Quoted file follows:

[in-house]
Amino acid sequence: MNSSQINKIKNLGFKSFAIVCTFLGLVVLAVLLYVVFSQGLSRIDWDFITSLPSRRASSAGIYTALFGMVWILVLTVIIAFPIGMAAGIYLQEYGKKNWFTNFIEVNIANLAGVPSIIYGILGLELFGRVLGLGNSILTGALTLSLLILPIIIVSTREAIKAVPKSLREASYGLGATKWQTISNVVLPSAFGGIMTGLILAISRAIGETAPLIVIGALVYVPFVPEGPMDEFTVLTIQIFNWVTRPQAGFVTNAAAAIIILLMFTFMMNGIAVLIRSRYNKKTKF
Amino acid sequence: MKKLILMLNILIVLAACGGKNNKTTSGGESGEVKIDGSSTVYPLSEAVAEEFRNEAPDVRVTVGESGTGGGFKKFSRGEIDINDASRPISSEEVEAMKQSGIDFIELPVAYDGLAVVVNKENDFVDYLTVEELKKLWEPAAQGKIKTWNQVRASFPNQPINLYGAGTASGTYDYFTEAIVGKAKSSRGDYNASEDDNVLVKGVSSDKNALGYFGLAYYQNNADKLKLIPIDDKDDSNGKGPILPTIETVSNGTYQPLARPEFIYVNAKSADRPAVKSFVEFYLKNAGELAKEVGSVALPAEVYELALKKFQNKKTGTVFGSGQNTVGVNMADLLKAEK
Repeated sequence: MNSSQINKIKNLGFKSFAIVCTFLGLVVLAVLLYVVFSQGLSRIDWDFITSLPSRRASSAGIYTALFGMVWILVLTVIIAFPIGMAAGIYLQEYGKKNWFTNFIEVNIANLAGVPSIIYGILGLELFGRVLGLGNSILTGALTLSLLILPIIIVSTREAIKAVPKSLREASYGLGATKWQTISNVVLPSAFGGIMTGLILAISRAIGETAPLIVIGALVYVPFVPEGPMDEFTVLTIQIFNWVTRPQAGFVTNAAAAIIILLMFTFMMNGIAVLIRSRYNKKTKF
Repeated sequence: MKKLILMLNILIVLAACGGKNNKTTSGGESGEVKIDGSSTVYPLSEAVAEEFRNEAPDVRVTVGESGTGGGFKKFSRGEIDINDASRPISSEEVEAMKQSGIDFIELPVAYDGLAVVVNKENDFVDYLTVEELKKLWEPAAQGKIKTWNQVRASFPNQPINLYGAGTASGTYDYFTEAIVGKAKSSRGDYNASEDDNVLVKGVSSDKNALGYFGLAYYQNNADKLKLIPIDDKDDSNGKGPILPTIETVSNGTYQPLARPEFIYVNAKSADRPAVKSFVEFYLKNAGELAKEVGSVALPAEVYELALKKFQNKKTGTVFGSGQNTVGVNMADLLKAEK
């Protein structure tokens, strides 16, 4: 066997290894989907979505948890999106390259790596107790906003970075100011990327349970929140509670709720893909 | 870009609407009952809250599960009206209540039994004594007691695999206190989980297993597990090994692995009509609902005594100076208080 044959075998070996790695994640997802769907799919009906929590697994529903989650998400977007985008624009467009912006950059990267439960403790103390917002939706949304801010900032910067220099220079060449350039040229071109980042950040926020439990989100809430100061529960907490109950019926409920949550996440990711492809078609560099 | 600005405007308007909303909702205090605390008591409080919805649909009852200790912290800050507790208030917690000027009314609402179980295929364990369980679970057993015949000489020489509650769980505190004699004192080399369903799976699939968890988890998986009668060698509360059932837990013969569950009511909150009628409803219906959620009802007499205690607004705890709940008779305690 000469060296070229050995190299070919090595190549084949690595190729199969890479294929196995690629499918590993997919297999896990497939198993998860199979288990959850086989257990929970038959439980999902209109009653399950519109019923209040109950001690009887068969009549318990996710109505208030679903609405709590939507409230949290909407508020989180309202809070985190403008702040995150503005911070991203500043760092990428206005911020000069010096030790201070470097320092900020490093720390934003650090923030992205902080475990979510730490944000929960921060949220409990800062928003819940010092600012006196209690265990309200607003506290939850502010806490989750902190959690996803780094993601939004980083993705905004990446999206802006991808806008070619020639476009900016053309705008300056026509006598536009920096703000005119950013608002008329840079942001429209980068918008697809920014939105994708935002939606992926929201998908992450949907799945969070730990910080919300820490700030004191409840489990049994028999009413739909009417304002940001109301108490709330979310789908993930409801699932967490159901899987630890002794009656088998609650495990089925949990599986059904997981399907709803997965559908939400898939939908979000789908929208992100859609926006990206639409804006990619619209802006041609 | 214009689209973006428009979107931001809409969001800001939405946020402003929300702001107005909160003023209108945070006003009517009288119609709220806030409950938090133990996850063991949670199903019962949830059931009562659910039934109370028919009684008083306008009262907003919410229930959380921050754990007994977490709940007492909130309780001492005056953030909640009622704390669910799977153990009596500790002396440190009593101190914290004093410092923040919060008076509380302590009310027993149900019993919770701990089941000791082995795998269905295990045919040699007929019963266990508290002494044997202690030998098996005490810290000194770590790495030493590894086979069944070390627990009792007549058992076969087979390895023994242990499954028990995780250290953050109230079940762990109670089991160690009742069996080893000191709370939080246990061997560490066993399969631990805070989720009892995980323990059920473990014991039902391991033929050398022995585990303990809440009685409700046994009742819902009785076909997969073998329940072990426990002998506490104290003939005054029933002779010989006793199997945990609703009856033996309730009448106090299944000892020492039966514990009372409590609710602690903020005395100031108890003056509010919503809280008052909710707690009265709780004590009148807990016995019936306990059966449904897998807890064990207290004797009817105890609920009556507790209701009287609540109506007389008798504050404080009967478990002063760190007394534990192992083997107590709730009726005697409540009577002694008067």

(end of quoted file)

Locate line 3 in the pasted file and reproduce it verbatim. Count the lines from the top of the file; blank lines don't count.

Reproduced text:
Amino acid sequence: MKKLILMLNILIVLAACGGKNNKTTSGGESGEVKIDGSSTVYPLSEAVAEEFRNEAPDVRVTVGESGTGGGFKKFSRGEIDINDASRPISSEEVEAMKQSGIDFIELPVAYDGLAVVVNKENDFVDYLTVEELKKLWEPAAQGKIKTWNQVRASFPNQPINLYGAGTASGTYDYFTEAIVGKAKSSRGDYNASEDDNVLVKGVSSDKNALGYFGLAYYQNNADKLKLIPIDDKDDSNGKGPILPTIETVSNGTYQPLARPEFIYVNAKSADRPAVKSFVEFYLKNAGELAKEVGSVALPAEVYELALKKFQNKKTGTVFGSGQNTVGVNMADLLKAEK